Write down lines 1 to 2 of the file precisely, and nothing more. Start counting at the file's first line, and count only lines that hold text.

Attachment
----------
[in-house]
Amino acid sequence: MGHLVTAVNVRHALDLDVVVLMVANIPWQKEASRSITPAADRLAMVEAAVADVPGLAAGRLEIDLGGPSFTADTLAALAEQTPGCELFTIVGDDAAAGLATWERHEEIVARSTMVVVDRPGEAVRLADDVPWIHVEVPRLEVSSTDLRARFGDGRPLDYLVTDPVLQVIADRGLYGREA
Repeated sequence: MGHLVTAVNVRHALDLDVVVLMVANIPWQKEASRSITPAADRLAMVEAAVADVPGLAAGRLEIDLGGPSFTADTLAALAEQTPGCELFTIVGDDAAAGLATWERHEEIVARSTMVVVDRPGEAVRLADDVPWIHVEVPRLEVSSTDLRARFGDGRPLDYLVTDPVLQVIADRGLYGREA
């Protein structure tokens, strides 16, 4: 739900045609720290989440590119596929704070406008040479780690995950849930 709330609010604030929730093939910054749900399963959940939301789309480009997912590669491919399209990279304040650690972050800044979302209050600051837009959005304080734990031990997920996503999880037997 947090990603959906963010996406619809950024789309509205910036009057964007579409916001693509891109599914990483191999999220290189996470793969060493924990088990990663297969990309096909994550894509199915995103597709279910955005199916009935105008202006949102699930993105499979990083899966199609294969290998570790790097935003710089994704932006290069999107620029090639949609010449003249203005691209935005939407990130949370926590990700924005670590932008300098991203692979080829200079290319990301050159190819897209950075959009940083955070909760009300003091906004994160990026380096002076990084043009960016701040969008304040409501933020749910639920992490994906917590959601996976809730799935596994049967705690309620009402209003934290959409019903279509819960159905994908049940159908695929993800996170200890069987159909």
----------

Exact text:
[in-house]
Amino acid sequence: MGHLVTAVNVRHALDLDVVVLMVANIPWQKEASRSITPAADRLAMVEAAVADVPGLAAGRLEIDLGGPSFTADTLAALAEQTPGCELFTIVGDDAAAGLATWERHEEIVARSTMVVVDRPGEAVRLADDVPWIHVEVPRLEVSSTDLRARFGDGRPLDYLVTDPVLQVIADRGLYGREA